3. analysis – taking something apart and looking at the parts to see how they
make up the whole
4. comparison and contrast – analyzing likenesses and differences between two
or more subjects
Comparison emphasizes likenesses and similarities, contrast centers on
the differences between two items.
5. analogy – a form of figurative comparison between two things or activities for
the purpose of explanation
Unlike a formal comparison, its subjects of comparison are from different
categories or areas.
6. cause and effect – explains why events occur, or what the outcome or
expected results of a chain of events might be
It involves a way of thinking that identifies conditions (causes) and
establishes results or consequences (effects). Cause and effect may be
presented in two different ways:
a. deductive reasoning – the written work begins with the cause
followed by a detailed discussion of the results (from general to
b. inductive reasoning – the written work begins with the results and
ends with the cause (from particular to general)
7. definition – a way of explaining an important word or concept, so that the
reader knows what the writer means by it
8. facts and details – giving factual information to add force to a particular
statement or argument.
Transitional Words or Phrases
At times the ideas presented in a piece of writing may seem to be unrelated to each
other unless the writer includes transitional words and phrases that make the
relationships clear. These words and phrases help make the paragraph coherent. The
list below includes common transitional words or phrases grouped by the kind of
relationship they establish.
also / another / besides / furthermore / in addition to / indeed / moreover
2. Cause and Effect
To introduce a cause or reason
because / due to (the fact) that / for / on account of / since
To introduce an effect or result
as a result / consequently / for that reason / hence / so / therefore / thus
3. Comparison and contrast
To introduce a comparison
in the same way / like / likewise / similar / similarly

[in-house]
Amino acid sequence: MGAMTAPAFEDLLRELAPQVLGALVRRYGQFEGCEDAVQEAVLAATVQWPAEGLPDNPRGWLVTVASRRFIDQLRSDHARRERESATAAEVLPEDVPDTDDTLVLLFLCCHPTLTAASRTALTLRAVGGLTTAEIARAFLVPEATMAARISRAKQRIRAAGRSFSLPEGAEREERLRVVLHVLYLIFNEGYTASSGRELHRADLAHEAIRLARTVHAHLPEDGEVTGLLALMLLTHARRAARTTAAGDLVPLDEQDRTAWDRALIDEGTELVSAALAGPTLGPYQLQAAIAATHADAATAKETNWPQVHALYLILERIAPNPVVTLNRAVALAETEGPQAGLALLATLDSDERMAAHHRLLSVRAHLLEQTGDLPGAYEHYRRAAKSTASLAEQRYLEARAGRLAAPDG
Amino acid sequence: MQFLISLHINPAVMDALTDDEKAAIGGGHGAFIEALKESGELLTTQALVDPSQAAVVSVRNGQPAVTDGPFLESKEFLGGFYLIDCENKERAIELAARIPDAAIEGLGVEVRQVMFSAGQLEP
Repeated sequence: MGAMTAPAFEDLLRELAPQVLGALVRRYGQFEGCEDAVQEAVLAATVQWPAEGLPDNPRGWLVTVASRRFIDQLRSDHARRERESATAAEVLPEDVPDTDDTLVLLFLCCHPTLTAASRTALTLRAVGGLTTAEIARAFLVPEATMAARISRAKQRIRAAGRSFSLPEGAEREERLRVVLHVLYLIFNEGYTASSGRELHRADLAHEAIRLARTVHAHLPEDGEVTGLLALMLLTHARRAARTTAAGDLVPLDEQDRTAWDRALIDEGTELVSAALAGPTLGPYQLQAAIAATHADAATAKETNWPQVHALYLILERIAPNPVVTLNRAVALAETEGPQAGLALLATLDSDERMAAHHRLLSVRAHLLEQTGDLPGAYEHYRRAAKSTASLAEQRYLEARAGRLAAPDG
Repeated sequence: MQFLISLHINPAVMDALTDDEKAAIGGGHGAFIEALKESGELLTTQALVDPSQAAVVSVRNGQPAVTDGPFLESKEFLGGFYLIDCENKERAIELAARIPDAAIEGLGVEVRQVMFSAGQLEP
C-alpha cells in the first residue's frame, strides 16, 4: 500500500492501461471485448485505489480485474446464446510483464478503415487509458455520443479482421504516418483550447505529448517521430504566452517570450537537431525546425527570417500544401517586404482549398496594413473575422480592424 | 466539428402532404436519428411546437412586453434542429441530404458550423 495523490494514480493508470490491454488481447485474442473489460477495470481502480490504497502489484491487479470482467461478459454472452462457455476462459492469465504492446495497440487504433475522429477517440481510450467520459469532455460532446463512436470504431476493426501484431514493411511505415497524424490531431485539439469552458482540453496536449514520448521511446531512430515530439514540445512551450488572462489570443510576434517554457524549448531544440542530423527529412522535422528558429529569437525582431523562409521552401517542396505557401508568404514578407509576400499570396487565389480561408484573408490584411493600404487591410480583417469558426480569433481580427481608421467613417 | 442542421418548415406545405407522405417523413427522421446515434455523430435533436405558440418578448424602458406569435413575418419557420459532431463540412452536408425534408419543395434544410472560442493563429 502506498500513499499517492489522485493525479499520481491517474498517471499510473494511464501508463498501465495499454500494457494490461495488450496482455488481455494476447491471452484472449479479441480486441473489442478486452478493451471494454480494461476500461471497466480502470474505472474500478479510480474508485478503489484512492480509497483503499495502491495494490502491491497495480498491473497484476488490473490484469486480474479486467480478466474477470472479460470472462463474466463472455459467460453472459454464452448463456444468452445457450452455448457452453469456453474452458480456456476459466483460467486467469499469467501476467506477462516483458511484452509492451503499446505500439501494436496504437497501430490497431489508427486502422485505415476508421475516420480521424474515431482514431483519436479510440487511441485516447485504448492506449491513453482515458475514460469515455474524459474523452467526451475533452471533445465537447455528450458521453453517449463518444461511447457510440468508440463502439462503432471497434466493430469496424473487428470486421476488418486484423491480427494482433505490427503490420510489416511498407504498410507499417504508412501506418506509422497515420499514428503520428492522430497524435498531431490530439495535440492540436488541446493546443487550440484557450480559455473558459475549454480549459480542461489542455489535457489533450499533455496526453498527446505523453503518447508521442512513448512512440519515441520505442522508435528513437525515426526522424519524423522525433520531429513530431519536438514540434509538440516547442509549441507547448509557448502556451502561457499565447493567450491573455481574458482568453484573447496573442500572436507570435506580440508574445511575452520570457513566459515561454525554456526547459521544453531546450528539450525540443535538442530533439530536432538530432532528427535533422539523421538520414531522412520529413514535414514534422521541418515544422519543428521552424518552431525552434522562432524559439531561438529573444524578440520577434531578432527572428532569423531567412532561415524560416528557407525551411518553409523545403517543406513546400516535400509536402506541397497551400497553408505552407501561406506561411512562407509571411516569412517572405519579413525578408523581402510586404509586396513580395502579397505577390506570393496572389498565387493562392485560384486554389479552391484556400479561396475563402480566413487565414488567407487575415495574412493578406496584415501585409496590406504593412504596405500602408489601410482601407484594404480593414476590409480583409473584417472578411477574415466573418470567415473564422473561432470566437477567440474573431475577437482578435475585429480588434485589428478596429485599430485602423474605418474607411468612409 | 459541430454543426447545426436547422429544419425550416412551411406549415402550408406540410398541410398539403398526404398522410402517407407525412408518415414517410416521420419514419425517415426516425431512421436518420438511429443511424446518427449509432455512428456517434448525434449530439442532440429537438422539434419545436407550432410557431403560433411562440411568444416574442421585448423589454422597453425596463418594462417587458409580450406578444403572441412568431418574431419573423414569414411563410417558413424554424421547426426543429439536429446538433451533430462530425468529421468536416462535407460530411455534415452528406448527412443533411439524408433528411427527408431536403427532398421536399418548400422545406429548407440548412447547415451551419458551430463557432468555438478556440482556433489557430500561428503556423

To introduce a contrast
although / but / even though / however / in contrast / in spite of / instead
/ nevertheless / on the contrary / on the other hand / otherwise / still /
unlike / whereas / while / yet
4. Illustration and Explanation
as an illustration / first / first of all / for example / for instance / for one
thing / namely / such as
above / alongside / back / beneath / east / eastward / here / in front of /
in the distance / inside / outside / left / north / outside / over / right /
south / west / wherever
after / afterwards / as soon as / at the same time / before / by this time /
during this time / eventually / first (second, third, etc.) / finally / later /
meanwhile / next / once / since then / simultaneously / soon /
subsequently / then / until / when / whenever / while
7. Summary or Conclusion
finally / in brief / in conclusion / in short / to conclude / to summarize
Choice of Words (Diction)
Every writer has his/her own characteristic use of language, that is, a particular
way of selecting and arranging words in a piece of writing. The choice of words
contributes to the final impact of an essay on the reader. Whenever we analyze the
choice of words, we consider the denotative and connotative meanings of words.
Denotation is the direct, specific meaning or referent of a word, what it means
literally. Connotation is the suggestive quality of a word; it has to do with feelings,
images, and ideas associated with a word.
A figure of speech is a word or phrase that departs from its usual meaning and
makes extensive use of connotation. Most common figures are based on comparisons.
1. simile – an explicit comparison between two things that are dissimilar using the
words like, as, or seems
ex. A growing child is like a young tree.
2. metaphor – an implicit comparison which attributes the qualities of one thing to
ex. Life is the fruit she longs to hand you, ripe on a plate.
3. personification – giving human qualities to inanimate things, abstractions, or
ex. The sun smiled at the earth.
4. hyperbole – extravagant exaggeration
ex. There were mile-high ice-cream cones at the parlor.
5. paradox – a statement that at first seems contradictory or illogical, but that
after a careful analysis shows an element of truth
ex. “An expert knows more and more about less and less.”
Nicholas Murray Butter
Other Literary Devices
1. allusion – reference to a person, place , or event of historical, literary, or
2. irony – the use of language and situations that are inappropriate or opposite
from what might be expected
3. symbolism – the use of symbols (a symbol stands for something else)
Imagery is descriptive language that appeals to the senses. Writers use this kind
of language to bring readers to sense what they themselves experience and to create
pictures or images in the reader’s mind. They turn to words that convey sight, sound,
smell, taste, and touch. Often a single image or a combination of images appeals to
many senses. Concrete, sensory language brings a person, an object, a scene
immediately to life. There are different kinds of images according to the sense they
appeal to: visual, auditory, olfactory, gustatory, and tactile.
In addition to the images that appeal to the five senses, we can also find images
that describe motion (kinesthetic) and temperature changes (thermal).